Sorry I didn’t talk about Matsuzaka – he was awesome last night.

So that’s pretty much that. The Yankees can still win the east, but the Red Sox are done – unless the Yankees lose all six of their remaining games and the Red Sox win all six.

Giants lack of anger management an embarrassment

When you’re a fan of a sports team and they win, it’s easy to ignore how bad they look while doing it. When they lose, it’s easy to kill them for playing like a bunch of animals.

Taking a page from Brandon Jacobs’ book, the Giants committed 11 penalties, some of which may be grounds to have a few players committed to an asylum for the criminally angry. I have no interest in routing for or defending a team that thinks its OK to tear off another player’s helmet after the play is over. Pushing guys on the other team after the play is over is not only stupid, but when the Giants seem to be going out of their way to make sure they do it right in front of an official… jeez. I have to wonder how these guys manage to get across the street alive. So is it Roid Rage, are these guys on cocaine, speed, or what? I haven’t seen a temper tantrum like that outside of a three year old, and even when a three year old acts like that, I look at the kid and say, "Oh, come on – you know better."

Now that chop block penalty that resulted in the safety was a tough one; but the rules are the rules. And the replay showed a Giants lineman blocking two guys at once, and he did so by holding on to the Titans lineman’s face mask. Pretty sure that’s a no-no.

The NFL needs to do something about how they score interceptions. If the quarterback throws the ball and it bounces off one of his receivers and the other team ends up with the ball, that’s NOT an interception. I bring this up because interceptions are stats that are counted as a negative against the quarterback, but when your receivers aid the other team in catching the ball, I don’t see how that’s your fault. The Giants desperately need a number one receiver; the guys they have are good, not great, and I believe you need a great receiver to win in the NFL as the rules currently stand. The Giants just don’t have this player on their roster, and they need one, fast. Eli Manning is so much better than his receivers, it’s ridiculous. If you get hit in the hands or the chest and can’t come up with the catch, don’t complain to Eli that you didn’t expect to get the ball – it’s YOU who sucks! Sure, there were some good things to talk about: Ahmad Bradshaw had some nice rushes (88 total years, 1 touch down), but the negatives far outweighed the positives.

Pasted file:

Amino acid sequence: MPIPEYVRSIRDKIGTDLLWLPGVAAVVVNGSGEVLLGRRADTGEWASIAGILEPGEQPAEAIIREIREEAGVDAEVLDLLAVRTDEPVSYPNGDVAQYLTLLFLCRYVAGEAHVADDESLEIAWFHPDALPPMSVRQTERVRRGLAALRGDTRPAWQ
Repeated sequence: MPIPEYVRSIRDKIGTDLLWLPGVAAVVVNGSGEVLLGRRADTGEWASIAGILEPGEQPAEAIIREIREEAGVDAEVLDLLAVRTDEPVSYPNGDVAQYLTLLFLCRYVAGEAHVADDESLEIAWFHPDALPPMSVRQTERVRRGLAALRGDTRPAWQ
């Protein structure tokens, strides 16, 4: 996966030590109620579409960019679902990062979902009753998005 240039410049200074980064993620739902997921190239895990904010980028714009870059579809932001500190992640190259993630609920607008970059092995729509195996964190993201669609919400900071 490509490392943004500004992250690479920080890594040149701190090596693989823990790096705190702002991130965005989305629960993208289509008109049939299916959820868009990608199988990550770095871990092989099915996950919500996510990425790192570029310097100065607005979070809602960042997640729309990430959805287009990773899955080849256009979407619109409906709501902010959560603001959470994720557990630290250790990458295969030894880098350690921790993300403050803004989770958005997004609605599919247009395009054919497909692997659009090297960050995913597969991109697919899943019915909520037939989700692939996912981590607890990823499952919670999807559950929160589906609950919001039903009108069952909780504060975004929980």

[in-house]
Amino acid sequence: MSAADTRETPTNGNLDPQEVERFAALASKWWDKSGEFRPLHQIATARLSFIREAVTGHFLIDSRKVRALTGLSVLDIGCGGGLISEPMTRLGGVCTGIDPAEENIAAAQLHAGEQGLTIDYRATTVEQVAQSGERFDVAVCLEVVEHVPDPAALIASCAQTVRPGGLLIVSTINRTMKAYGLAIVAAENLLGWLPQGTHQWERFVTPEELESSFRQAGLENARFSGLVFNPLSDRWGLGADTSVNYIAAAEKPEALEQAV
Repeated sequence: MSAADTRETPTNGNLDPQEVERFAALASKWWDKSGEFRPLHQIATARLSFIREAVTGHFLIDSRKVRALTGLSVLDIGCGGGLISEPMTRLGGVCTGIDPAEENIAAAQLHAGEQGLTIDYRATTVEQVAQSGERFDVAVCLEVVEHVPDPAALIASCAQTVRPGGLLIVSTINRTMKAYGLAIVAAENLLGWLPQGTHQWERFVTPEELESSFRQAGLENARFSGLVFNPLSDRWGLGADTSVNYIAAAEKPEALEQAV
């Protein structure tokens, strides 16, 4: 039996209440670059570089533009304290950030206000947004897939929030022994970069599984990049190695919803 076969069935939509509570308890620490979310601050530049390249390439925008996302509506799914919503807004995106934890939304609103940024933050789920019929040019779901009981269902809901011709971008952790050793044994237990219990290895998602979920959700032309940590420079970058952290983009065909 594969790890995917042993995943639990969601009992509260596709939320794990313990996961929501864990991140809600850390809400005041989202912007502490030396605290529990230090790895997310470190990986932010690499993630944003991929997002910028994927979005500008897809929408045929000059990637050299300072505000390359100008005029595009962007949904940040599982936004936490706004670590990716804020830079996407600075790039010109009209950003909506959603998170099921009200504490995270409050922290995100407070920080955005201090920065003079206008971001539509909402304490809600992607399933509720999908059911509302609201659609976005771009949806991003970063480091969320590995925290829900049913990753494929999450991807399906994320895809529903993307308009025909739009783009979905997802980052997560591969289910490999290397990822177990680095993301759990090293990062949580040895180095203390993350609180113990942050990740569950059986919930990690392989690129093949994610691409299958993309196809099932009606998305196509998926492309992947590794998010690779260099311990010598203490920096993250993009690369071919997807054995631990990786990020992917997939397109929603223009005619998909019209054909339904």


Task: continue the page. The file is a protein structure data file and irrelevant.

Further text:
Here in the greater New York City area, there was only one game on during the one o’clock early game. What’s the deal with that? FOX was showing infomercials. It would have been ice to have something else to flip to while the Giants were embarrassing me. If the Giants can get out of their own way, we might get a chance to see their full potential next week. Maybe.

Girardi goes to B relievers after rain delay

Once Joe Girardi found out how long the rain delay was going to be (over two hours), I guess he made a decision. It must have been the kind of decision he’s been making a lot during this month of September, and that’s been the decision to protect the relievers he needs in the playoffs.

After AJ Burnett lost the rest of his start to the elements, Girardi wasted no time showing the Rays and Yankees fans that his bullpen was going to be protected today. Royce Ring took the mound for an inning and two thirds and surrendered a run. Next up was Dustin Moseley, who pitched an inning and a third and gave up one run. Moseley made way for Chad Gaudin, who promptly destroyed any hopes the Yankees had of winning the game by giving up 2 home runs in an inning and two thirds. Jonathon Albaladejo finished the night over an inning and a third and surrendered a run while walking three and striking out two. (I just don’t get Albaladejo; he has good stuff, but he can’t put it all together.)

What do all of those Yankees relievers have in common? None of them will be on the playoff roster. Not one. Once he lost his starter to the rain, Girardi decided that either these guys were going to do it, or they were going to lose the game. That’s it. It was a close game until the 7th, when Gaudin had his misadventure of serving off long balls into the night, but then, down by only 1 run to your division rival (suck it, Red Sox), I would think that under normal circumstances, you’d put in a higher quality reliever than Gaudin, but not this time.It might not have been the rain that effected Girardi’s decision after all; I believe he has a rule about relievers pitching two days in a row and then getting two days off, so a better reliever than Gaudin might not have been available last night.